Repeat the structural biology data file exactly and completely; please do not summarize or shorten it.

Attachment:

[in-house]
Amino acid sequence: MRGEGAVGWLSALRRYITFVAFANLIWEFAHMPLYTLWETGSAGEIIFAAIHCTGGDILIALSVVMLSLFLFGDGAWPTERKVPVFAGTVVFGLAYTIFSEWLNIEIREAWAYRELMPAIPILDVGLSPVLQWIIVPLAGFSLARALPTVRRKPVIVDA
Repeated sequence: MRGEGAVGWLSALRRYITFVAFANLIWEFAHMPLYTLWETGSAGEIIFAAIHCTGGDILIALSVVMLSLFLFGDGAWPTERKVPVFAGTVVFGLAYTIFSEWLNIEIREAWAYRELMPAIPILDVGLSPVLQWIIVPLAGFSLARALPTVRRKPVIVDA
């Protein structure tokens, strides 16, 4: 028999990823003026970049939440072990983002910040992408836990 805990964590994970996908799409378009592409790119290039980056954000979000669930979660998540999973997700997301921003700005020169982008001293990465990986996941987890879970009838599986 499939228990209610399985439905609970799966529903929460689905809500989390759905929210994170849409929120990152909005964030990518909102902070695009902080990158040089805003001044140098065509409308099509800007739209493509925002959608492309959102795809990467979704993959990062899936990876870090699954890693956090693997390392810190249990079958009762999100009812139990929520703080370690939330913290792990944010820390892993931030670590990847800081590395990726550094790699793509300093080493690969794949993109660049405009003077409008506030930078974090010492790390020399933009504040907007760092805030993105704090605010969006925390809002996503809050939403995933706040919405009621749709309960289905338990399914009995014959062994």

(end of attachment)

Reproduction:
[in-house]
Amino acid sequence: MRGEGAVGWLSALRRYITFVAFANLIWEFAHMPLYTLWETGSAGEIIFAAIHCTGGDILIALSVVMLSLFLFGDGAWPTERKVPVFAGTVVFGLAYTIFSEWLNIEIREAWAYRELMPAIPILDVGLSPVLQWIIVPLAGFSLARALPTVRRKPVIVDA
Repeated sequence: MRGEGAVGWLSALRRYITFVAFANLIWEFAHMPLYTLWETGSAGEIIFAAIHCTGGDILIALSVVMLSLFLFGDGAWPTERKVPVFAGTVVFGLAYTIFSEWLNIEIREAWAYRELMPAIPILDVGLSPVLQWIIVPLAGFSLARALPTVRRKPVIVDA
């Protein structure tokens, strides 16, 4: 028999990823003026970049939440072990983002910040992408836990 805990964590994970996908799409378009592409790119290039980056954000979000669930979660998540999973997700997301921003700005020169982008001293990465990986996941987890879970009838599986 499939228990209610399985439905609970799966529903929460689905809500989390759905929210994170849409929120990152909005964030990518909102902070695009902080990158040089805003001044140098065509409308099509800007739209493509925002959608492309959102795809990467979704993959990062899936990876870090699954890693956090693997390392810190249990079958009762999100009812139990929520703080370690939330913290792990944010820390892993931030670590990847800081590395990726550094790699793509300093080493690969794949993109660049405009003077409008506030930078974090010492790390020399933009504040907007760092805030993105704090605010969006925390809002996503809050939403995933706040919405009621749709309960289905338990399914009995014959062994």